Student Researched and Developed High Power Rocket; Public Sentiment in the Wake of Private Dreams: Evaluating the Fallout of a Private Sector Mars Mission Failure on Space Exploration Support

Author: ORCID icon
Abraham, Ardan, School of Engineering and Applied Science, University of Virginia
Francisco, Pedro Augusto, EN-Engineering and Society, University of Virginia
Dong, Haibo, EN-Mech & Aero Engr Dept, University of Virginia
Mcpherson, Michael, EN-Mech & Aero Engr Dept, University of Virginia

As we embark on the next era of interplanetary exploration, it is imperative to address not only the technological advancements but also the socio-technical impacts these missions entail. The technical research report, "The Role of Autonomous Systems in Managing Astronaut Psychological Health during Mars Missions," explores innovative solutions to support astronaut mental health. In parallel, the STS research report, "Public Sentiment in the Wake of Private Dreams: Evaluating the Fallout of a Private Sector Mars Mission Failure on Space Exploration Support," investigates the repercussions of Mars mission failures on public support for space endeavors. Together, these research projects provide a comprehensive understanding of the intersections between technological innovation and societal perceptions, highlighting the dual challenges of maintaining astronaut health and public confidence.

The technical research investigates autonomous systems designed to monitor and respond to the psychological needs of astronauts during Mars missions. This research is motivated by the significant communication delays with Earth that make traditional psychological support methods infeasible. The methods employed involve the integration of advanced machine learning algorithms and virtual reality, providing real-time adaptability and therapeutic environments to astronauts. Results from simulations and prototypes indicate that these autonomous systems can significantly mitigate stress, isolation, and psychological strain, enhancing overall mission performance. The discussion revolves around the potential of these technologies to revolutionize not only space travel but also remote psychological healthcare on Earth, demonstrating their broader applicability and significance.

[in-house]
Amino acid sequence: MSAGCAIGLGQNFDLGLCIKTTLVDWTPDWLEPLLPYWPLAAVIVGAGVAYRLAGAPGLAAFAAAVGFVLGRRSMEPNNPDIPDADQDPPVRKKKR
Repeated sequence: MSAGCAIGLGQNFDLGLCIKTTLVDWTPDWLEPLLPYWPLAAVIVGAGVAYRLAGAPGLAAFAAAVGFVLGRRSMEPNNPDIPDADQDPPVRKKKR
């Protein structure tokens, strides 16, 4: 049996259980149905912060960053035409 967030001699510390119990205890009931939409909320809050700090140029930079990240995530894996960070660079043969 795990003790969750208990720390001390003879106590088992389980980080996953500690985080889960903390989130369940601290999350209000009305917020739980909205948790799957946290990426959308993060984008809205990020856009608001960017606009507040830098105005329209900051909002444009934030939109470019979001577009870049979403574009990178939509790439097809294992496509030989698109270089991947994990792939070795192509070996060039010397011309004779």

The STS research focuses on the public and media reactions to hypothetical failures of privatized Mars missions. Utilizing a mix of qualitative and quantitative research methods, this study delves into historical data, public opinion polls, and media analysis to understand how these failures could shift public sentiment and influence policy-making in space exploration. Evidence from social media, public forums, and news outlets suggests that while there is resilient support for space exploration, failures significantly impact trust and enthusiasm. The conclusions emphasize the need for transparent communication and robust risk management strategies to maintain and potentially increase public support after mission failures.

Both research projects underscore the necessity of addressing both the technological and socio-psychological aspects of space missions. The technical report demonstrates the potential of autonomous systems to safeguard astronaut mental health, while the STS report highlights the critical role of public perception in the sustainability of space exploration efforts. Together, they reflect the intertwined paths of technological advancement and public engagement essential for the future of interplanetary exploration.

BS (Bachelor of Science)
Fallout of a Private Sector Mars Mission, Public Sentiment in the Wake of Private Dreams of space, Private Sector Mars Mission Failure

School of Engineering and Applied Science

Bachelor of Science in Aerospace Engineering

Technical Advisor: Dong Haibo; McPherson Michael

STS Advisor: Francisco Pedro

Technical Team Members: Abraham Ardan, Delgado Andy, Miskinyar Duraan, Tran Dylan, Bales Jake, Edinger Tim, Morse Miriam, Zappia Peter, Barnard-Davignon Alexandria, Hassett Noah, Nguyen Jason, Bashaw Leo, Hicks Jordyn, Ogle Aiden, Benton Tucker, Holle Niklas, Ortega Thomas, Brightwell Marc, House Dylan, Osborne Aaron, Burton Joe, Kent Claire, Quapil Johannes, Camacho Christopher, Lothrop Connor, Sawyer Shane, Daud Aymon, Lyall Olivia, Tohti Daniel

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